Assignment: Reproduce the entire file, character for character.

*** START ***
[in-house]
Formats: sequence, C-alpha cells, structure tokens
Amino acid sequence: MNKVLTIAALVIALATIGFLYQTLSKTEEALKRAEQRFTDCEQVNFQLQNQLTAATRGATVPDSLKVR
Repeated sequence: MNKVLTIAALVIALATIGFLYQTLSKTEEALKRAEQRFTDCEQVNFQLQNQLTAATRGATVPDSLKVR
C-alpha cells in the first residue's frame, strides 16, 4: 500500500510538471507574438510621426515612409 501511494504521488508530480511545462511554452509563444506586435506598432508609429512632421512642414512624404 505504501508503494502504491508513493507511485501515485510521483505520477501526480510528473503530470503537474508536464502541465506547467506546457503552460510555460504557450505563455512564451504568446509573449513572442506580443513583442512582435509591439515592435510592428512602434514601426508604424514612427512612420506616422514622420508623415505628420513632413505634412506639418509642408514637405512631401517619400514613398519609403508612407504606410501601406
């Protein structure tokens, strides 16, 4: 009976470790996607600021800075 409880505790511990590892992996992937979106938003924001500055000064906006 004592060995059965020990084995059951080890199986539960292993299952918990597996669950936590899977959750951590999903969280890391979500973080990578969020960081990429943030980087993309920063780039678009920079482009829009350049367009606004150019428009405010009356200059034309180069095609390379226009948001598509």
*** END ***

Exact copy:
[in-house]
Formats: sequence, C-alpha cells, structure tokens
Amino acid sequence: MNKVLTIAALVIALATIGFLYQTLSKTEEALKRAEQRFTDCEQVNFQLQNQLTAATRGATVPDSLKVR
Repeated sequence: MNKVLTIAALVIALATIGFLYQTLSKTEEALKRAEQRFTDCEQVNFQLQNQLTAATRGATVPDSLKVR
C-alpha cells in the first residue's frame, strides 16, 4: 500500500510538471507574438510621426515612409 501511494504521488508530480511545462511554452509563444506586435506598432508609429512632421512642414512624404 505504501508503494502504491508513493507511485501515485510521483505520477501526480510528473503530470503537474508536464502541465506547467506546457503552460510555460504557450505563455512564451504568446509573449513572442506580443513583442512582435509591439515592435510592428512602434514601426508604424514612427512612420506616422514622420508623415505628420513632413505634412506639418509642408514637405512631401517619400514613398519609403508612407504606410501601406
């Protein structure tokens, strides 16, 4: 009976470790996607600021800075 409880505790511990590892992996992937979106938003924001500055000064906006 004592060995059965020990084995059951080890199986539960292993299952918990597996669950936590899977959750951590999903969280890391979500973080990578969020960081990429943030980087993309920063780039678009920079482009829009350049367009606004150019428009405010009356200059034309180069095609390379226009948001598509």